Cavaliers owner Gordon Gund (search) is in "serious" negotiations to sell the NBA franchise, which has enjoyed a dramatic financial turnaround since the arrival of star LeBron James (search).

Gund, who for the past few years had denied interest in selling the Cavaliers, released a statement Thursday night in which he said he is currently involved in talks with a potential buyer.

"We are engaged in serious negotiations to sell the Cleveland Cavaliers (search) to a new principal owner," Gund said. "A potential buyer is presently verifying information about the Cavaliers. If matters go forward beyond this stage, we will enter into a formal contract subject to NBA approval."

Team spokesman Tad Carper said the team would have no further comment.

Citing unidentified sources, the New York Daily News reported that the club is on the verge of being sold to Dan Gilbert, a Michigan businessman, for $375 million. Gilbert is chief executive of Quicken Loans.

The potential sale is the latest in a number of NBA (search) ownership changes this year.

The New Jersey Nets were sold to Brooklyn developer Bruce Ratner in January for an estimated $300 million. A nine-man group headed by Boston businessman Steve Belkin bought the Atlanta Hawks for $250 million in March, and the Phoenix Suns were sold to San Diego banking executive Robert Sarver in June for $401 million.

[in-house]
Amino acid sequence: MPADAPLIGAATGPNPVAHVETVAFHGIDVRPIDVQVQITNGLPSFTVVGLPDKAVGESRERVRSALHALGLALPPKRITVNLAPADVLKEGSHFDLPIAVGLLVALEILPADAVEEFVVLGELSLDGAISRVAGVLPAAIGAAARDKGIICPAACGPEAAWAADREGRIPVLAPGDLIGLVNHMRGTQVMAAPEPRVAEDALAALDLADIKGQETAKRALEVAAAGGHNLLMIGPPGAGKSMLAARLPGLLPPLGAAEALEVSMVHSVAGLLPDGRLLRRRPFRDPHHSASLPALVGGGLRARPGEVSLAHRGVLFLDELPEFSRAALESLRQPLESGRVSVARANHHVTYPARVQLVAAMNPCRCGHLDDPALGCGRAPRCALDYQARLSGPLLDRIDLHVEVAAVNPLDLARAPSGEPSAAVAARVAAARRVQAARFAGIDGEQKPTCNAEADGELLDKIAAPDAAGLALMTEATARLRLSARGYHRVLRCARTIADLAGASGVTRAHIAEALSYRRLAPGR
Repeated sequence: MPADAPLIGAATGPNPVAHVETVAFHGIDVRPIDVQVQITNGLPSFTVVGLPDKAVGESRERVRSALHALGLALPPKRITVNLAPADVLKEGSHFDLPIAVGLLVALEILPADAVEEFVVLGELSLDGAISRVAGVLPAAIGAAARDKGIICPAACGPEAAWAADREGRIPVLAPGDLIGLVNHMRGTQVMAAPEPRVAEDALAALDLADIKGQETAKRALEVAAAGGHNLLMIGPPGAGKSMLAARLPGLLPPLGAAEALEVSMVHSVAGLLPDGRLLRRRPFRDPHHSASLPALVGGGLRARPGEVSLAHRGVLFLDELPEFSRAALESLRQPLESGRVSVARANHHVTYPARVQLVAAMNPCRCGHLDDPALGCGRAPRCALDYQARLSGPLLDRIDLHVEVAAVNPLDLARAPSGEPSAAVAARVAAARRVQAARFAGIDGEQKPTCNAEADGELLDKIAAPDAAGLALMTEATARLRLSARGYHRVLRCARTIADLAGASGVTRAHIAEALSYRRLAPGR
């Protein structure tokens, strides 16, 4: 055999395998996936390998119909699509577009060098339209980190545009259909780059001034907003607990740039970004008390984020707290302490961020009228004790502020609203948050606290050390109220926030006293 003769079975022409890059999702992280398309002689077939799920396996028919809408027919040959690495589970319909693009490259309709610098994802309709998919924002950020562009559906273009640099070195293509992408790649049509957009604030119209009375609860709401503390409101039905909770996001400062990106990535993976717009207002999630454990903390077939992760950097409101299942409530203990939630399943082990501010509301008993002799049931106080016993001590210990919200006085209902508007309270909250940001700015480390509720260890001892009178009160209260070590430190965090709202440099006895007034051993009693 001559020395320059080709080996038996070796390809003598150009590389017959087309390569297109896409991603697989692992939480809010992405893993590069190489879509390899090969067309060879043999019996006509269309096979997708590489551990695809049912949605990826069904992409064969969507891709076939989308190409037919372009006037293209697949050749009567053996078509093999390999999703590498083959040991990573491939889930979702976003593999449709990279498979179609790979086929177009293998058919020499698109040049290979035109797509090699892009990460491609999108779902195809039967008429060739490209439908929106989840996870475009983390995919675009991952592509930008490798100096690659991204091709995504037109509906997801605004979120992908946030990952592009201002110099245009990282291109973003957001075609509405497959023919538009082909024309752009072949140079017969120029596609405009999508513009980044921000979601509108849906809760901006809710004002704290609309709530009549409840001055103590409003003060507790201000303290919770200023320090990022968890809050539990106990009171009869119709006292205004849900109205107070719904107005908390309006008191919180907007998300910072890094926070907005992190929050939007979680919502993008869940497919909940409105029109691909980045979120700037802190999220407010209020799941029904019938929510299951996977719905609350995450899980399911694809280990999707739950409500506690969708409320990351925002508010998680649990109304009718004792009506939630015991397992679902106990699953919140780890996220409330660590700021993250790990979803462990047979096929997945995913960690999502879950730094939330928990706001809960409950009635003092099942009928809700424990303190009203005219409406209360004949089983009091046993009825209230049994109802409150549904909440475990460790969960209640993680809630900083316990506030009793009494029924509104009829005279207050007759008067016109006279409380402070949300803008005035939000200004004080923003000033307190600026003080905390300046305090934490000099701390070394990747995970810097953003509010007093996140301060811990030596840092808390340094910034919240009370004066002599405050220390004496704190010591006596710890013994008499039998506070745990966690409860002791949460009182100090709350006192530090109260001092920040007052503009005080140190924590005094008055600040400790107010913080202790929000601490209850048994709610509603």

The Cavaliers were among the worst teams in the league just two years ago. Their attendance dropped to 13,792 per game and there was little local interest as the club went through numerous coaching changes and three straight 50-loss seasons.

Things bottomed out in 2002-03 when the Cavs went 17-65 — the worst record in the club's 35-year history.

But the club's fortunes changed when it won the NBA lottery and the rights to draft James.

A year ago, the Cavaliers went 35-47 as James brought fans to Gund Arena, boosting attendance to 18,522 per game.

Along with his brother, George, Gund bought the Cavaliers in 1983 for $20 million from Ted Stepien. The brothers also owned the NHL's San Jose Sharks before selling that franchise in 2002.

Gund, who lives in New Jersey, was in Cleveland on Wednesday for organizational meetings.

During his years as owner, the Cavaliers were one of the Eastern Conference's top teams in the late 1980s and early '90s. But they only made it to the conference finals once, losing to Michael Jordan and the Chicago Bulls in 1992.

In 1989, Jordan's last-second shot not only beat the heavily favored Cavaliers but raised his stature.

When rumors began to surface a few years ago that he was looking to sell the team, Gund maintained that he would listen to offers but was adamant that he wouldn't move the franchise.

In 1994, the Cavaliers moved from the Richfield Coliseum to a downtown arena bearing Gund's name.